Solubility, fatty acids, and uranium are all topics of the three discrete questions we cover on this next installment of Next Step full-length 10 breakdown!
This is our last set of discrete questions before we move on to our next section. As always, we’re joined by Bryan Schnedeker of Next Step Test Prep.
[01:05] Question 57: Solubility of Bases
The addition of which of the following compounds to water would reduce the solubility of ferrous hydroxide?
- (A) Ammonia
- (B) Ethanol
- (C) Acetic acid
- (D) Trichloroethane
There are three scientific principles to remember.
- Recognize that hydroxide is a base (OH-). Anything that creates hydroxide is a base. And ferrous hydroxide is very sparingly soluble. It’s not much of a base but technically it is.
- Bases would interfere with each other trying to dissolve, so they would reduce each other’s solubility. Next fact to remember is that for solubility rules, acids and bases like to dissolve each other. They help each other dissolve. Since the OH and the H get together to make water. In that same vein, bases interfere with each other. So if you try to dissolve multiple bases, they’re going to make each other harder to dissolve. Acids interfere with each other due to the common ion effect.
- Step 3 is just to know which of the answer choices is a base. Ammonia is a weak base. When the MCAT wants to give a weak base, 8 times out of 10, they use Ammonia if they want a weak base so this is the right answer here.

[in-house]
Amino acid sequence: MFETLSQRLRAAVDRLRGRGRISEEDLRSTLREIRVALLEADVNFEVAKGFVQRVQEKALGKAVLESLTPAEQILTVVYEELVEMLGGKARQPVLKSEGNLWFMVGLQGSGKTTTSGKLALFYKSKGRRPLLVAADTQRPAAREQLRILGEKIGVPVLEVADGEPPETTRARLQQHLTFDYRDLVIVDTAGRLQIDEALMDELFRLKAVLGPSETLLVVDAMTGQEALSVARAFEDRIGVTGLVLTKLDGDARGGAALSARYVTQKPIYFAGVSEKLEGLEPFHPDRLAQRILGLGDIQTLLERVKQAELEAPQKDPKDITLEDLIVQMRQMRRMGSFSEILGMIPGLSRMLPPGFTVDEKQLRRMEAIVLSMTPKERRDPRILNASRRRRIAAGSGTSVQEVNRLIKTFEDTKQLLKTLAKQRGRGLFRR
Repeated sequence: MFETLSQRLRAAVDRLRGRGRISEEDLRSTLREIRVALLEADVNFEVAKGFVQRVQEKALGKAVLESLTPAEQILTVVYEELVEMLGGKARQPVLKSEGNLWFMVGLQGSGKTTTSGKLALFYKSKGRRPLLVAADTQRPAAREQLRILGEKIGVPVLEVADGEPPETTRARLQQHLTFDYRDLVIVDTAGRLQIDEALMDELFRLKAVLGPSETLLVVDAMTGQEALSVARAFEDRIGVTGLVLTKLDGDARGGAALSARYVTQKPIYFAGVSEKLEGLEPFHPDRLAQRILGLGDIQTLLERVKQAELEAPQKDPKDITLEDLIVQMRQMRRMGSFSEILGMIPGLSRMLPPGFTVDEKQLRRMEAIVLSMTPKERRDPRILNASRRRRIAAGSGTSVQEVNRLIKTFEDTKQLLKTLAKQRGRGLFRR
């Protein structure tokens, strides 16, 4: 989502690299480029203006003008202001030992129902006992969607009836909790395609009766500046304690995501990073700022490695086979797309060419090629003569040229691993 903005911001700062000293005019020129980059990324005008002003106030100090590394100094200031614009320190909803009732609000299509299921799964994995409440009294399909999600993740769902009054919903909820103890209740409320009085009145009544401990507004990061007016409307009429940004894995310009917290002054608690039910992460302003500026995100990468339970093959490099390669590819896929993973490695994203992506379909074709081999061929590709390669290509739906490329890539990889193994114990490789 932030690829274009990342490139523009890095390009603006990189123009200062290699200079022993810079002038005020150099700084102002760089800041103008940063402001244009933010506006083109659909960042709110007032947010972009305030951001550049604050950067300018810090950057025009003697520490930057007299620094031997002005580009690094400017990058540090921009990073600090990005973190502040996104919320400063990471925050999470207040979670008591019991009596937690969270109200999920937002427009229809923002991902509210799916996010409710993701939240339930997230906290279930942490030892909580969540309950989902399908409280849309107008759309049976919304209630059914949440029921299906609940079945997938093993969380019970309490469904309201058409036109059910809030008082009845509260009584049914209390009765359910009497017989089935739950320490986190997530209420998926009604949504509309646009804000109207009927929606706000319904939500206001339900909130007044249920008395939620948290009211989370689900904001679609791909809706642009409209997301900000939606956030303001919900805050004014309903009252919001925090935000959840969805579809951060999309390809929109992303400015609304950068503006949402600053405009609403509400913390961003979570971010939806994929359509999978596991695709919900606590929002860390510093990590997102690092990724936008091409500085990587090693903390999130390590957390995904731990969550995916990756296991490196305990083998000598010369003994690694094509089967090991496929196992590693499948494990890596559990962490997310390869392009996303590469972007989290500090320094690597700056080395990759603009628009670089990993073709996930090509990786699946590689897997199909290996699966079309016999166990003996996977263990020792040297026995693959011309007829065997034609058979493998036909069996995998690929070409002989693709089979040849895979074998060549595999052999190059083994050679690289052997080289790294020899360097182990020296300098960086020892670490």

[03:35] Question 58: Cell Membrane Forces
Both eukaryotes and prokaryotes possess desaturases which can increase membrane fluidity by adding a cis double bond to a fatty acid chain on a phospholipid. What’s the primary intermolecular force acting between adjacent fatty acid chains in a cell membrane?
- (A) London dispersion
- (B) Hydrogen bonding
- (C) Dipole-dipole
- (D) Covalent bonds
It says intermolecular force so you can eliminate covalent bonding since it’s an intramolecular force. Fatty acid chains are just big long chains of hydrocarbons. It means the only intermolecular force that predominates for them is London dispersion.
Hydrogen bonding requires hydrogen bonds to be bonded to fluorine, oxygen, or nitrogen. None of which is true in the tail part of the fatty acid chain. And dipole-dipole interactions require actual dipoles.
[05:44] Question 59: Percentages and Conversion
Naturally mined Uranium consists of two isotopes U-235 and U-238. U-238 is more stable than U-235 and cannot be used for nuclear energy. An industrial enrichment process increases the abundance of U-235 from 0.9% to 3.7% in a 500-gram sample of Uranium. How many additional moles of U-235 are yielded as a result?
- (A) 7.8 x 10-2 moles
- (B) 5.9 x 10-2 moles
- (C) 7.8 x 10-1 moles
- (D) 5.9 x 10-1 moles
So there are two steps here. Take that percentage increase on the 500-gram sample and then divide the grams by molecular weight to get moles.
Doing some math, 500g times 2.8% (3.7-0.9) is 14 grams and converting this to moles (14/235) and the answer is B.
You can also do rounding off just to make the math easier. But you also want to round something where you can reduce the fraction. Then try to round so that the denominator of the fraction gets as close as you can to either 100 or 50 or 25. Something you can just scale to 100 to make it a percent. This is a very common technique for manipulating fractions without a calculator on test day.
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